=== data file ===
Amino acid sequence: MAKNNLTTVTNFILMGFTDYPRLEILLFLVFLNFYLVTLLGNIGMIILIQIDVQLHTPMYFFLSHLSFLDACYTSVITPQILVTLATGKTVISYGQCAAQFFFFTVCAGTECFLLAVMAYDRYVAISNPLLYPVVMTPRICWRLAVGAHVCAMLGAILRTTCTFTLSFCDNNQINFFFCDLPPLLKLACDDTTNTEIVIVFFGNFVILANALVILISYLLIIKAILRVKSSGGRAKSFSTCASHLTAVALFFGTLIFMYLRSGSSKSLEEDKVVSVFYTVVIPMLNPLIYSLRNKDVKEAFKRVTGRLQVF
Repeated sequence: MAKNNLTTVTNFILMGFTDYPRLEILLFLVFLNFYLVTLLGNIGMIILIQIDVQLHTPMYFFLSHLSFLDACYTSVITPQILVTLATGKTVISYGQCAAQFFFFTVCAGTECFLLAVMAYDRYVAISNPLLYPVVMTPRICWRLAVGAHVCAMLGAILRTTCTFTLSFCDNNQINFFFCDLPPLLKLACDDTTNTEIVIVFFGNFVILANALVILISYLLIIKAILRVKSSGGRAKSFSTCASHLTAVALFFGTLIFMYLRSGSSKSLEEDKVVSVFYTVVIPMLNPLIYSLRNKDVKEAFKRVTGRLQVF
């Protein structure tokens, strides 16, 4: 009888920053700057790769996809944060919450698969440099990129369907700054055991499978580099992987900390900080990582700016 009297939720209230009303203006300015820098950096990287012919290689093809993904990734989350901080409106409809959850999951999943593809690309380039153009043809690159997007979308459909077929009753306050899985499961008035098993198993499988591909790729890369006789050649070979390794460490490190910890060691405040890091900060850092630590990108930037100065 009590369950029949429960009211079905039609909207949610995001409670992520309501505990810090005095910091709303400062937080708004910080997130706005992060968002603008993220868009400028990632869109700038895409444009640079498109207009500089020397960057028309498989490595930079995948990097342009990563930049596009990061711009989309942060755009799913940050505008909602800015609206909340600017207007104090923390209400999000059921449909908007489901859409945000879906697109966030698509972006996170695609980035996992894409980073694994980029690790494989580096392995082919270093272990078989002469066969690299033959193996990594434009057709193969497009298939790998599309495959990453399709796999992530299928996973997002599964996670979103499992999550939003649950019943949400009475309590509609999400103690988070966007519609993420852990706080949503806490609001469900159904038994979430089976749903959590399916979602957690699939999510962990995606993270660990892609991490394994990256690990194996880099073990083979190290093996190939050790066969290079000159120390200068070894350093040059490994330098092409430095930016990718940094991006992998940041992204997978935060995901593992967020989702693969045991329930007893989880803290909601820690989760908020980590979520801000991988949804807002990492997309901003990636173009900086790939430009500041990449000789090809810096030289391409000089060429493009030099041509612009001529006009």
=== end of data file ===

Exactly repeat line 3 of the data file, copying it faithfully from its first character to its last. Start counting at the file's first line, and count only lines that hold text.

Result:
């Protein structure tokens, strides 16, 4: 009888920053700057790769996809944060919450698969440099990129369907700054055991499978580099992987900390900080990582700016 009297939720209230009303203006300015820098950096990287012919290689093809993904990734989350901080409106409809959850999951999943593809690309380039153009043809690159997007979308459909077929009753306050899985499961008035098993198993499988591909790729890369006789050649070979390794460490490190910890060691405040890091900060850092630590990108930037100065 009590369950029949429960009211079905039609909207949610995001409670992520309501505990810090005095910091709303400062937080708004910080997130706005992060968002603008993220868009400028990632869109700038895409444009640079498109207009500089020397960057028309498989490595930079995948990097342009990563930049596009990061711009989309942060755009799913940050505008909602800015609206909340600017207007104090923390209400999000059921449909908007489901859409945000879906697109966030698509972006996170695609980035996992894409980073694994980029690790494989580096392995082919270093272990078989002469066969690299033959193996990594434009057709193969497009298939790998599309495959990453399709796999992530299928996973997002599964996670979103499992999550939003649950019943949400009475309590509609999400103690988070966007519609993420852990706080949503806490609001469900159904038994979430089976749903959590399916979602957690699939999510962990995606993270660990892609991490394994990256690990194996880099073990083979190290093996190939050790066969290079000159120390200068070894350093040059490994330098092409430095930016990718940094991006992998940041992204997978935060995901593992967020989702693969045991329930007893989880803290909601820690989760908020980590979520801000991988949804807002990492997309901003990636173009900086790939430009500041990449000789090809810096030289391409000089060429493009030099041509612009001529006009």